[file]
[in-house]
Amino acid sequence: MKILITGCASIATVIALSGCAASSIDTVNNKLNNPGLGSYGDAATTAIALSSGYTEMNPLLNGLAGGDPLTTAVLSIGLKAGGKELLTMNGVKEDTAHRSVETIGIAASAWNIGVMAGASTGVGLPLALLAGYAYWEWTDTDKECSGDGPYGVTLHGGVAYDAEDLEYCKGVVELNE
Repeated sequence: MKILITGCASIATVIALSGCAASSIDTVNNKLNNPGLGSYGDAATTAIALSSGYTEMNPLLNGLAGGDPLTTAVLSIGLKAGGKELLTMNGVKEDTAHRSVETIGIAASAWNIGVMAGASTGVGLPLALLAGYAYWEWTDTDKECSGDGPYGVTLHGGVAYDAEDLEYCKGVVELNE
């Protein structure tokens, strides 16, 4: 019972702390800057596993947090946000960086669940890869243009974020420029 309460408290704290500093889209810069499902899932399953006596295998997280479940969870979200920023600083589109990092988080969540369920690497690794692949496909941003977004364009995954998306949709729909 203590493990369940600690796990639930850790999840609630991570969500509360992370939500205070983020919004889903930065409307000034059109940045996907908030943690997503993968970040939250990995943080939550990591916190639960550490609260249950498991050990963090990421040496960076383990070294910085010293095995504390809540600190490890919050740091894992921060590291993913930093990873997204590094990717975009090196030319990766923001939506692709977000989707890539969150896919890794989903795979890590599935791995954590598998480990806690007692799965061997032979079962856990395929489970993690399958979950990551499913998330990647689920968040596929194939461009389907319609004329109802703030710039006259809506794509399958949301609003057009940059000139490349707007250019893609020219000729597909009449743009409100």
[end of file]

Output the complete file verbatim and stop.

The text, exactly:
[in-house]
Amino acid sequence: MKILITGCASIATVIALSGCAASSIDTVNNKLNNPGLGSYGDAATTAIALSSGYTEMNPLLNGLAGGDPLTTAVLSIGLKAGGKELLTMNGVKEDTAHRSVETIGIAASAWNIGVMAGASTGVGLPLALLAGYAYWEWTDTDKECSGDGPYGVTLHGGVAYDAEDLEYCKGVVELNE
Repeated sequence: MKILITGCASIATVIALSGCAASSIDTVNNKLNNPGLGSYGDAATTAIALSSGYTEMNPLLNGLAGGDPLTTAVLSIGLKAGGKELLTMNGVKEDTAHRSVETIGIAASAWNIGVMAGASTGVGLPLALLAGYAYWEWTDTDKECSGDGPYGVTLHGGVAYDAEDLEYCKGVVELNE
């Protein structure tokens, strides 16, 4: 019972702390800057596993947090946000960086669940890869243009974020420029 309460408290704290500093889209810069499902899932399953006596295998997280479940969870979200920023600083589109990092988080969540369920690497690794692949496909941003977004364009995954998306949709729909 203590493990369940600690796990639930850790999840609630991570969500509360992370939500205070983020919004889903930065409307000034059109940045996907908030943690997503993968970040939250990995943080939550990591916190639960550490609260249950498991050990963090990421040496960076383990070294910085010293095995504390809540600190490890919050740091894992921060590291993913930093990873997204590094990717975009090196030319990766923001939506692709977000989707890539969150896919890794989903795979890590599935791995954590598998480990806690007692799965061997032979079962856990395929489970993690399958979950990551499913998330990647689920968040596929194939461009389907319609004329109802703030710039006259809506794509399958949301609003057009940059000139490349707007250019893609020219000729597909009449743009409100």